Cardiovascular (Heart)

“Shortly after this relief from deafness, I had a patient complaining of heart trouble which was not which was not improving. I examined the spine and found a displaced vertebrae pressing against the nerves which innervate the heart. I adjusted the vertebra and gave immediate relief -- nothing ‘accidental’ or ‘crude’ about this. Then I began to reason that if two diseases, so dissimilar as deafness and heart trouble, came from impingement, a pressure on nerves, were not other diseases due to a similar cause?”

D.D. Palmer, (Discoverer of Chiropractic) in The Chiropractors Adjuster. Portland Printing House, Portland, Oregon, 1910

Spine and heart, vertebrogenous cardiac syndromes. Egli, AB Ann Swiss Chiro Assoc 4:95-105, 1969.

The “flat thoracic spine” or “straight back syndrome” is described as accompanying heart murmurs, pulmonary problems, and other forms of cardiopulmonary disease.

A somatic component to heart disease. Koch RS: Journal of the American Osteopathic Association 60:735-739, 1961.

Numerous observations reveal that upper thoracic subluxations are common in heart patients; the subluxations appeared months or years before the cardiac symptoms. Koch reports that many heart patients reported heart disease following thoracic trauma with marked subjective and objective improvement following spinal care.

Out of 150 cases, no cardiac deaths occurred during the spinal corrective program.

The straight thoracic spine in cardiac diagnosis. Gooch AS, Maranhao, Goldberg H, Am Heart J 74:595-602, 1967.

Compression of the heart and great vessels by a chest deformity (with absence of normal thoracic kyphosis) is called the “straight back syndrome.” This deformity simulates organic heart disease by causing systolic murmurs, alterations of heart sounds, and an apparent enlargement of the cardiac silhouette.

The straight back syndrome: clinical cardiovascular manifestations. DeLeon AC, Perloff JK, Twigg H. Circulation 32:193-203. 1965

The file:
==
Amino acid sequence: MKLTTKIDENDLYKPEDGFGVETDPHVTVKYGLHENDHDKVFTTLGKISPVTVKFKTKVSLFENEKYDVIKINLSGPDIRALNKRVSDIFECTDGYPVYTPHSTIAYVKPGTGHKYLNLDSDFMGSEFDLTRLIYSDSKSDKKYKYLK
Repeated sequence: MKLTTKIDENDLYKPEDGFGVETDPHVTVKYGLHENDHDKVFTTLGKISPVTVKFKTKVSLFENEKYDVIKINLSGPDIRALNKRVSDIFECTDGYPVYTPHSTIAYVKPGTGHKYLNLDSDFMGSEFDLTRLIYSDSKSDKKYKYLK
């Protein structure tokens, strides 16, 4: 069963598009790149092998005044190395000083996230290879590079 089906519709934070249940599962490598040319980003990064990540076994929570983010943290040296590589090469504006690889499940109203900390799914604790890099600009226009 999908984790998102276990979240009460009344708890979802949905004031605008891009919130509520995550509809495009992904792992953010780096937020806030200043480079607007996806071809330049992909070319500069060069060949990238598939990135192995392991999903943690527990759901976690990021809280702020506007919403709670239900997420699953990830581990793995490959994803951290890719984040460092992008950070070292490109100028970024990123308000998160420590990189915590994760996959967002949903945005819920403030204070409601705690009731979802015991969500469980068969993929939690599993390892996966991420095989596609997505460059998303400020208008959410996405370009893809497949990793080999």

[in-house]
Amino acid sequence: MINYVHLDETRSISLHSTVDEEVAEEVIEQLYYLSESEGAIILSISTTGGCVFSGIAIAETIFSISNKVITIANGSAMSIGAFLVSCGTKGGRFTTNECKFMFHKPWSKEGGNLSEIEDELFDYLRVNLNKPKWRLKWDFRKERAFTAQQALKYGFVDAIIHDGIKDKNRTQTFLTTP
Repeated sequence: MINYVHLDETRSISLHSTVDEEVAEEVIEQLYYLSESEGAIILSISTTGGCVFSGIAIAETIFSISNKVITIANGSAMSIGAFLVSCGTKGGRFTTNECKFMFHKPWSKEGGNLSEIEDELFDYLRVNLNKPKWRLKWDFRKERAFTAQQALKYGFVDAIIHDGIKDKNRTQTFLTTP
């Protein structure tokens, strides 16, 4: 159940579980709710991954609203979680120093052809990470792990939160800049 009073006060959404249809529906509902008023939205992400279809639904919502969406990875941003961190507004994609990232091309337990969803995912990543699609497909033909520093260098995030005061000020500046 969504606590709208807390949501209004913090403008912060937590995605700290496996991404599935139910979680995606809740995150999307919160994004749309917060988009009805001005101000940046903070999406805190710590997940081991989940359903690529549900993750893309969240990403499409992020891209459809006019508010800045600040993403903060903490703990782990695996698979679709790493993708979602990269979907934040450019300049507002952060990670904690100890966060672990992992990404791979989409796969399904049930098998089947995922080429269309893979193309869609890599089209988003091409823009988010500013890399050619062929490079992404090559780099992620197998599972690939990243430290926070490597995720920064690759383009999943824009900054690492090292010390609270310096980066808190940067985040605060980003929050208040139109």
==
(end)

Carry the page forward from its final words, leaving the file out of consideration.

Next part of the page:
Abnormalities of thoracic configuration can alter the information derived from clinical assessment of the heart. Although these alterations may be subtle, occasionally they may be sufficiently overt to produce signs that closely mimic organic heart disease.

Straight back syndrome: a new heart disease. Rawlings ME, Dis Chest 39:435-443, 1961.

The “straight back” syndrome is a heretofore unrecognized deformity of the chest causing pseudo-heart disease.”

Reflex and vertebrogenic disorders in ischemic heart disease, their importance in therapy. Rvchlikova E, Rehabilitacia 8:109-114. 1975.

This is a study of 260 patients that explored the relationship between midthoracic subluxation (specifically T4-6) and angina pain. It was found that patients having myocardial infarction without prominent angina pain had subluxation patterns similar to healthy controls; however, those with significant cardiac pain appeared to have a high prevalence of T4-6 subluxation.

Osteopathic manipulative therapy in organic heart disease. Roebuck SV, Yearbook of the American Academy of Osteopathy 1965.

“During the period of emergency and many times after the period of emergency, the difference in success and failure may be determined by a timely and efficiently applied osteopathic manipulative therapy.”

Respiratory manifestations of dorsal spine radiculitis simulating cardiac asthma. Davis D. Annals of Internal Medicine 1950 22: (5) 954-959.

Dorsal spine radiculitis causes substernal and precordial pain which simulates coronary occlusion. Included in the symptoms is the inability to take a deep breath. Three cases are discussed. One patient felt that her chest felt “fixed.” The patients were placed on traction and showed some improvement.